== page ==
LINE Stock: Here’s Why Shares of Linn Energy LLC Are Getting Crushed

LINE StockGame Over for LINE Stock?

Linn Energy LLC (NASDAQ:LINE) filed for bankruptcy Wednesday, sending shares of LINE stock plunging more than 57% in early Thursday trading.

Over the past year, Linn Energy has been crushed under the weight of weak oil prices and a heavy debt load. On Wednesday night, the story reached its logical conclusion. Linn Energy LLC filed for chapter 11 bankruptcy after striking a deal with lenders to restructure its debt load and obtain fresh financing. (Source: “Linn Energy, LinnCo and Berry Petroleum Enter Restructuring Support Agreement With First Lien Lenders,” Linn Energy LLC Investor Relations, May 11, 2016.)

In a press release to investors, management said the holders of more than 66% of its credit facility have agreed to the “broad terms” of a debt restructuring but didn’t elaborate further. Lenders have also agreed to let Linn Energy spend the cash securing its debt and to help fund a new $2.2-billion term loan. The move will allow Linn Energy to continue normal operations without lining up new bankruptcy financing. (Source: Ibid.)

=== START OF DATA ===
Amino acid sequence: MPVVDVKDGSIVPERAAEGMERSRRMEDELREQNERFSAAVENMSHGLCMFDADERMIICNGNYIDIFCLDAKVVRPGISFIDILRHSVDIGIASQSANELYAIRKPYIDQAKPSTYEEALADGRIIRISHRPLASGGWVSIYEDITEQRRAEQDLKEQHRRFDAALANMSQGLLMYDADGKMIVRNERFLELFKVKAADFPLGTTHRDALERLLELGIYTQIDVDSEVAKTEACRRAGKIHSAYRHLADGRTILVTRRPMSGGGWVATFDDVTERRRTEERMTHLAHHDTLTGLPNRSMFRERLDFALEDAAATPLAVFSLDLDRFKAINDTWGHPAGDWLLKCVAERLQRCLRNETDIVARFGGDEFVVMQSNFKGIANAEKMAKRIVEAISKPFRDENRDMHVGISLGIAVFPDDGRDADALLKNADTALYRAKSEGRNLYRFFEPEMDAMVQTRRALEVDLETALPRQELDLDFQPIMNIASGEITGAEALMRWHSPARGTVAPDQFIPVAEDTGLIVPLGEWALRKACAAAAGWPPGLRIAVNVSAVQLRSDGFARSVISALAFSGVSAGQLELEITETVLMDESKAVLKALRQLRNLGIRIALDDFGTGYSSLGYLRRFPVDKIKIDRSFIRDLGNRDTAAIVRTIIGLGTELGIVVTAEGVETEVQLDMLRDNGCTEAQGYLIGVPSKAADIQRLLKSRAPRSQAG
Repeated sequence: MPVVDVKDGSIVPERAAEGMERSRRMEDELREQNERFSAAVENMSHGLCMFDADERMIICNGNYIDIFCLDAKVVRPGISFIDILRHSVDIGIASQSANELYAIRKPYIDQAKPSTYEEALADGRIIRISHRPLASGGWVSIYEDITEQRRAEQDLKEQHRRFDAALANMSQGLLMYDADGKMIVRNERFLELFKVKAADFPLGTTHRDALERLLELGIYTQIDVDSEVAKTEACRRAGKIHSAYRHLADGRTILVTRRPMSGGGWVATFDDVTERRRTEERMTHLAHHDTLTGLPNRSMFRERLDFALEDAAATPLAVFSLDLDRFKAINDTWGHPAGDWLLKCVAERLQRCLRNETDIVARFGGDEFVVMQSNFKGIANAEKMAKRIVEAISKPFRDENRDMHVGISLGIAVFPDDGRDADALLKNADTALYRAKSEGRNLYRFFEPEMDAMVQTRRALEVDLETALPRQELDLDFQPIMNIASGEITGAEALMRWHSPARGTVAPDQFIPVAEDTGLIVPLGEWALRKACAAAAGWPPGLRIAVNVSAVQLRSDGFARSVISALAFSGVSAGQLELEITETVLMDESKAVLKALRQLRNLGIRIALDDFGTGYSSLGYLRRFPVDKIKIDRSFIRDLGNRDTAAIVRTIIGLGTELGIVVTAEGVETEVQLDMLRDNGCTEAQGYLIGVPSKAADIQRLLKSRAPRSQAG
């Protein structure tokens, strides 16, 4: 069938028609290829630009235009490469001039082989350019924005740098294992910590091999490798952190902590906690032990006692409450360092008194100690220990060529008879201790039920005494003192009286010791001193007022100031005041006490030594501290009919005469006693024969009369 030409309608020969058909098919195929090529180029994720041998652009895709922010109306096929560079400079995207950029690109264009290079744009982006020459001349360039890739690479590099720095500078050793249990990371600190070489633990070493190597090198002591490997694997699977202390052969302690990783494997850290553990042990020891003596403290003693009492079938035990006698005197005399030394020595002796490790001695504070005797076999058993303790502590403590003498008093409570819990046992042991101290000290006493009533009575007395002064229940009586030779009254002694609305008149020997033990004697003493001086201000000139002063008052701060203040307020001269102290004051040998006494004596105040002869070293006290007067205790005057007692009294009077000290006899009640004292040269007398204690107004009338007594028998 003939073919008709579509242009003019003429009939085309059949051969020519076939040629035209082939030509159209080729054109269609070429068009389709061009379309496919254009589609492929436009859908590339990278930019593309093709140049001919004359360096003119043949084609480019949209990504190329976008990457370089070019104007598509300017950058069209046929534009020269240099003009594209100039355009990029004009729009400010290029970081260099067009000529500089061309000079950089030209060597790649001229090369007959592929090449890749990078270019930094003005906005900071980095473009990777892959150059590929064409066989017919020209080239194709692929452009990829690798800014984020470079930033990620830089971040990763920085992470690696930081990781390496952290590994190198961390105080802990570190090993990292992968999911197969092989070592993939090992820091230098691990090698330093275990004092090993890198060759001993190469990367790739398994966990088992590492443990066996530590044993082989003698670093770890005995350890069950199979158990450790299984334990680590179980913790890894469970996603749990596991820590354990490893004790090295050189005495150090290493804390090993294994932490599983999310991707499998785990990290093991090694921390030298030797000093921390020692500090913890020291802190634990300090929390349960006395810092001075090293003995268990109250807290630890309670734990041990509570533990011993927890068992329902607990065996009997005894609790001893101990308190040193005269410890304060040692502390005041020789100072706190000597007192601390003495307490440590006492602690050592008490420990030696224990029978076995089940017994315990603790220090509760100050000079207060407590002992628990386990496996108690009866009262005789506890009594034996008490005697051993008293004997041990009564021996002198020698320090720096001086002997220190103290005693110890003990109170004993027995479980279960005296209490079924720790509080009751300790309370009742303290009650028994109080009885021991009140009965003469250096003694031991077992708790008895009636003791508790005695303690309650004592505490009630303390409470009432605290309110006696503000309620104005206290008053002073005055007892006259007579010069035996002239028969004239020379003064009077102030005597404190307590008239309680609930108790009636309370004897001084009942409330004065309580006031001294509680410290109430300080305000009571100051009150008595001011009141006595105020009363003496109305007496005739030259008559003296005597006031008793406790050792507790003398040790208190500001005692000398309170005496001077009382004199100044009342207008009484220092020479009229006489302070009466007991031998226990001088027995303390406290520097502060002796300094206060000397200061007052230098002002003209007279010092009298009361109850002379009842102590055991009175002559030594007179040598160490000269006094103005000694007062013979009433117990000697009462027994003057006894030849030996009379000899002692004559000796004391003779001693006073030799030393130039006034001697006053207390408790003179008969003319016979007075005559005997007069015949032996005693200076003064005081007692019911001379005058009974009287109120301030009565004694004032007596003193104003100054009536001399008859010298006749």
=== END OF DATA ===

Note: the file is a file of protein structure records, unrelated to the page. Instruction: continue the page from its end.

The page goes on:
Investors were disappointed with the decision. Following the announcement, shares of LINE stock plunged 57% in pre-market trading. Units of partner LinnCo LLC (NASDAQ:LNCO) dropped more than 55% before the opening bell on Thursday.

Chapter 11 bankruptcy could be thought of as corporate open-heart surgery. Rather than selling off all assets to pay back creditors, the firm will attempt to change the terms on loans with creditors. This could include changing the interest rate on outstanding loans or the dollar value of payments.

A trustee is then appointed to supervise the transition and the business is allowed to continue operating. Note, chapter 11 does not absolve borrowers of their debts. The restructuring only changes the terms of the loans, which must be paid back through future earnings.

If successful, a company can emerge from chapter 11 bankruptcy as a profitable, functioning business. General Motors Company is a classic example. If negotiations with creditors are not successful, the company can file for chapter 7 bankruptcy. This involves selling off assets piece by piece to pay off creditors and close down the business.

Regardless of which option is chosen, common shareholders of LINE stock will most likely see their investment completely wiped out.